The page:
Katharine Houghton Hepburn was an American actress in film, stage, and television. Her career as a Hollywood leading lady spanned over 60 years.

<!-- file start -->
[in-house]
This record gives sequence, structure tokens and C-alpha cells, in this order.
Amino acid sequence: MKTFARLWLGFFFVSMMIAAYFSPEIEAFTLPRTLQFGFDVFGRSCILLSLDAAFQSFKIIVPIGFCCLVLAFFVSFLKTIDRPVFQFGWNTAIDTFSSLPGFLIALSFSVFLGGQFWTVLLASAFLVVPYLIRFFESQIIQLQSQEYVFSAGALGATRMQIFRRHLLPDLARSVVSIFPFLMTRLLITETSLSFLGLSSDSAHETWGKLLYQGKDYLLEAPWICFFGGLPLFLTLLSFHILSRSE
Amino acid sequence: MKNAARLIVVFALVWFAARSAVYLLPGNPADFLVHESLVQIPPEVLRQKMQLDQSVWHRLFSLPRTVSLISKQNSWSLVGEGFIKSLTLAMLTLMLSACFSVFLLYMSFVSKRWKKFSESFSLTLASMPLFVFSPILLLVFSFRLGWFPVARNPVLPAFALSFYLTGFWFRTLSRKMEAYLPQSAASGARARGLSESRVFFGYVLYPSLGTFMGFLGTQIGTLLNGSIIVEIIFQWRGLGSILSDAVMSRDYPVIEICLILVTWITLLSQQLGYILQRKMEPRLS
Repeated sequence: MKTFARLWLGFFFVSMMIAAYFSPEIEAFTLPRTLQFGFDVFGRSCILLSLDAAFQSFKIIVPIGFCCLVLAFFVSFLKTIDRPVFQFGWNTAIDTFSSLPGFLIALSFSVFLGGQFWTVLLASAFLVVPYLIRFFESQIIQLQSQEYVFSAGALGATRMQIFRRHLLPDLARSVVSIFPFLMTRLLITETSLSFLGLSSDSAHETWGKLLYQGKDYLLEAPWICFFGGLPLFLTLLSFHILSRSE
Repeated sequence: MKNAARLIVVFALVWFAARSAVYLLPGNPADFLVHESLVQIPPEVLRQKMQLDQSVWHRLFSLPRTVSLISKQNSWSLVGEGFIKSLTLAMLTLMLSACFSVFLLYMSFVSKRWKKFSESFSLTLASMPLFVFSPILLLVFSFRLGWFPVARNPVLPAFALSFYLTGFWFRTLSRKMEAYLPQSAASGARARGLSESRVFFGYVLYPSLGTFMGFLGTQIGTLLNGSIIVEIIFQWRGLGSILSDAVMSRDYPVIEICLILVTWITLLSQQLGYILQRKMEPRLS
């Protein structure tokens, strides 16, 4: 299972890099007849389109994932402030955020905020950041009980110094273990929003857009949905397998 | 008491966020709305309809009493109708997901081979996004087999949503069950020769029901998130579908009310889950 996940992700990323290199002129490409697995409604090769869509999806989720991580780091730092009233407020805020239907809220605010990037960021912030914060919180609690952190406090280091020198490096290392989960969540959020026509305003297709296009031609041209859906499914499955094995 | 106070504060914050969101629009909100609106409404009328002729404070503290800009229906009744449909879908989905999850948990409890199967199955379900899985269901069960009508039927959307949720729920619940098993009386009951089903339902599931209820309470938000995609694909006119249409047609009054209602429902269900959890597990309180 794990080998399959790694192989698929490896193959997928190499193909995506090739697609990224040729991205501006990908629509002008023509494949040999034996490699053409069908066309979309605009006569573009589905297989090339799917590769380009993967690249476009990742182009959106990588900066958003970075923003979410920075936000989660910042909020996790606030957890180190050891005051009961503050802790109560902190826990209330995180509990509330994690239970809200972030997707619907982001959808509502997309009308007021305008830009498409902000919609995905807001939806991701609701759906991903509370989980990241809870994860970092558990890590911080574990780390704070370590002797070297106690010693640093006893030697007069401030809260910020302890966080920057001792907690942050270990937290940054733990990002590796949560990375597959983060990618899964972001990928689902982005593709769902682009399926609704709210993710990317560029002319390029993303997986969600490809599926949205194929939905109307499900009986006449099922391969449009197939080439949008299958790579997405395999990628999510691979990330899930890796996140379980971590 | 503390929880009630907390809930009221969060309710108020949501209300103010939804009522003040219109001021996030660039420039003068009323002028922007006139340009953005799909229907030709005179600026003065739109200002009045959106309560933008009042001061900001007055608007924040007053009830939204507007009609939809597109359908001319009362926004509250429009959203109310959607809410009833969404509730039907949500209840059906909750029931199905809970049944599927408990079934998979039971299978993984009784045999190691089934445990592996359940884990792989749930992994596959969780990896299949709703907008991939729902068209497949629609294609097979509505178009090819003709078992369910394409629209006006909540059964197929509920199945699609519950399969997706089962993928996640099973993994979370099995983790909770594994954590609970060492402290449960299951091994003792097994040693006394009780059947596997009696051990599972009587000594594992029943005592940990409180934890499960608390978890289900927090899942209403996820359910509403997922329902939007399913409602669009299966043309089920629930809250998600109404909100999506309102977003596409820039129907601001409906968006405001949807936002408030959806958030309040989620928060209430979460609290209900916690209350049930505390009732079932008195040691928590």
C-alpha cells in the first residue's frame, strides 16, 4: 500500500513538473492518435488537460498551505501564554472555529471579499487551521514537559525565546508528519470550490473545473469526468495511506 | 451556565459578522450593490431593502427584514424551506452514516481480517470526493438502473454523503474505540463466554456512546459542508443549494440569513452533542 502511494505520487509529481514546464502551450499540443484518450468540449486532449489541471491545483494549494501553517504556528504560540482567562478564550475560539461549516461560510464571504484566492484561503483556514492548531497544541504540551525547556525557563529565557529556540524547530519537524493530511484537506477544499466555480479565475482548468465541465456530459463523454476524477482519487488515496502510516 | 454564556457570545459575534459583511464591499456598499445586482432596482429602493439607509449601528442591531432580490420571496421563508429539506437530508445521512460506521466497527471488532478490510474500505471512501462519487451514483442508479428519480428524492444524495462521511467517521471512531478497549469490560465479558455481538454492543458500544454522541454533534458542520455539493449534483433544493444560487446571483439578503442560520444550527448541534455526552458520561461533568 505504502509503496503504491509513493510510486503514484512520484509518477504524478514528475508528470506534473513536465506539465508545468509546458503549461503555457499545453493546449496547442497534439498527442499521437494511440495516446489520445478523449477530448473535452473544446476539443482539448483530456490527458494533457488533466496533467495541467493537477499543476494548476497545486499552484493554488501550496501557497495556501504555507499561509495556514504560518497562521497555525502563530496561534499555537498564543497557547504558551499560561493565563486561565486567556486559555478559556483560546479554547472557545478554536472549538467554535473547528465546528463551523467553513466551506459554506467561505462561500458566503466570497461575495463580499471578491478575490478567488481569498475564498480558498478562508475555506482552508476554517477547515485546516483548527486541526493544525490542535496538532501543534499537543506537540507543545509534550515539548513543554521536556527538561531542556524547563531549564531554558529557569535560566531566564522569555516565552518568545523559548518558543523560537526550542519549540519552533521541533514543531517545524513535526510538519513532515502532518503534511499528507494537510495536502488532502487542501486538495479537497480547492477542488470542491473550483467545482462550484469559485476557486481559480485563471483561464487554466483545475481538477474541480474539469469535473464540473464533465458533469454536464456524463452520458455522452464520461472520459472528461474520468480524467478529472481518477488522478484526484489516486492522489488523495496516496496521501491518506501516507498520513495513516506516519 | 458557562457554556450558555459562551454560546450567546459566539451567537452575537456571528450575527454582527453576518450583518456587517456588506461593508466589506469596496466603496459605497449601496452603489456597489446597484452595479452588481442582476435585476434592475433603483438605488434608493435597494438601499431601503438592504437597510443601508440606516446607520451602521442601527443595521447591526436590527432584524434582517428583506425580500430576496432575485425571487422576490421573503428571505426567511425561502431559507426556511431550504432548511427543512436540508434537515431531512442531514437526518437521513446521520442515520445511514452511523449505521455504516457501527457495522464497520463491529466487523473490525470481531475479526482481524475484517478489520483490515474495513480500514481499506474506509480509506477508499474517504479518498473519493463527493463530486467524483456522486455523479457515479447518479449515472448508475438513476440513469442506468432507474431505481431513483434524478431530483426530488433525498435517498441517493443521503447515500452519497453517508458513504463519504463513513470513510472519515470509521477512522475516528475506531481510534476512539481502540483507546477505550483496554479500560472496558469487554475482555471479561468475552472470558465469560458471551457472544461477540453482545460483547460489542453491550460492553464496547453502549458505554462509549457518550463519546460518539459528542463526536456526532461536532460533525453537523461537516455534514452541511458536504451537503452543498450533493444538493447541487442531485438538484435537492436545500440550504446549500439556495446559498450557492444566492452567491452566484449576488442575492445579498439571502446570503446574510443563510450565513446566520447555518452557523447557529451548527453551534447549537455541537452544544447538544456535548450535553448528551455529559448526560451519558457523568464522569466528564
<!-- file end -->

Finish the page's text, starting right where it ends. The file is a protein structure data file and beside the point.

Katharine Hepburn was one of the most celebrated and influential actresses in Hollywood history. She had a career that spanned over six decades, during which she won four Academy Awards for Best Actress, a record that remains unmatched. She was known for her independent spirit, her distinctive voice, and her unconventional style, often wearing trousers before they were fashionable for women. She starred in a variety of genres, from screwball comedies to literary dramas, and often played strong-willed, sophisticated, and sometimes unconventional women. She also had a long and successful partnership with Spencer Tracy, both on and off screen, making nine films together between 1941 and 1967. Hepburn was born in Connecticut to wealthy and progressive parents who encouraged her to pursue her interests and talents. She began acting on stage while attending Bryn Mawr College and soon moved to Broadway, where she attracted the attention of Hollywood producers. Her third film, Morning Glory (1933), earned her the first of her four Oscars, but she also faced some commercial failures and was labeled as “box office poison” in the late 1930s. She revived her career by buying the rights to The Philadelphia Story (1940), a play in which she had starred on Broadway, and selling them to MGM on the condition that she would play the lead role. The film was a huge hit and earned her another Oscar nomination. Hepburn continued to work with MGM throughout the 1940s and 1950s, making some of her most memorable films with Tracy, such as Woman of the Year (1942), Adam’s Rib (1949), and Pat and Mike (1952). She also ventured into more challenging roles, such as playing a missionary in The African Queen (1951) opposite Humphrey Bogart, for which she received another Oscar nomination. In the later stages of her career, Hepburn took on more mature and complex roles, such as playing Eleanor of Aquitaine in The Lion in Winter (1968), for which she won her third Oscar in a tie with Barbra Streisand. She also won her fourth and final Oscar for playing an aging wife in On Golden Pond (1981), co-starring with Henry Fonda. Hepburn also appeared in several television films in the 1970s and 1980s, such as The Glass Menagerie (1973) and Love Among the Ruins (1975). She made her last screen appearance in 1994 at the age of 87. Hepburn was widely admired for her talent, her personality, and her legacy. She was named the greatest female star of classic Hollywood cinema by the American Film Institute in 1999. She also received numerous honors and awards, including the Presidential Medal of Freedom in 1990 and a Kennedy Center Honor in 1990. She died in 2003 at the age of 96.